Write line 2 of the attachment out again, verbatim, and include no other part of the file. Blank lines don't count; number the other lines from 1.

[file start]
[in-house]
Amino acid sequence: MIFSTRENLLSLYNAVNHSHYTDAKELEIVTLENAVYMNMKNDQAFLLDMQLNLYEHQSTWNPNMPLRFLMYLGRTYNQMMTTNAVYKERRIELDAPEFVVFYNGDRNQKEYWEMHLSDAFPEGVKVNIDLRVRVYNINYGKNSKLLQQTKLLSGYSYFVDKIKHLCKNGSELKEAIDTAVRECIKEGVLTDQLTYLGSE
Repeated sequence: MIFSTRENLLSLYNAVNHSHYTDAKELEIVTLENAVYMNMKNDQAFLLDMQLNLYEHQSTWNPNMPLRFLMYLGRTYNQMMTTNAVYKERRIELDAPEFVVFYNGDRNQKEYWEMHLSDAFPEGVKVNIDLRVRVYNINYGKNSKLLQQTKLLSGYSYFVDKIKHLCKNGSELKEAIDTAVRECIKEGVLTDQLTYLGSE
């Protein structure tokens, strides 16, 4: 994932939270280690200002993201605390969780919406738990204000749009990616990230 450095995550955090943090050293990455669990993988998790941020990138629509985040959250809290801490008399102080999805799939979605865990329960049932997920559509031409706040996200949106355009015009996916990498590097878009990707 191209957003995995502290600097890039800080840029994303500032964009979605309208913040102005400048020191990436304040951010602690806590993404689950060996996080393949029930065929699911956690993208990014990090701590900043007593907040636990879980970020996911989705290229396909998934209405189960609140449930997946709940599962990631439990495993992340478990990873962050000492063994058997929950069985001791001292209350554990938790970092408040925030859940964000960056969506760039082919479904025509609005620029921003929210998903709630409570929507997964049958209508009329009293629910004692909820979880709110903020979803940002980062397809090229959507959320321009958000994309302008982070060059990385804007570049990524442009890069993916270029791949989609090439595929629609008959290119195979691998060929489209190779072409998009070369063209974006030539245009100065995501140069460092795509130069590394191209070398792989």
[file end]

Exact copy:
Amino acid sequence: MIFSTRENLLSLYNAVNHSHYTDAKELEIVTLENAVYMNMKNDQAFLLDMQLNLYEHQSTWNPNMPLRFLMYLGRTYNQMMTTNAVYKERRIELDAPEFVVFYNGDRNQKEYWEMHLSDAFPEGVKVNIDLRVRVYNINYGKNSKLLQQTKLLSGYSYFVDKIKHLCKNGSELKEAIDTAVRECIKEGVLTDQLTYLGSE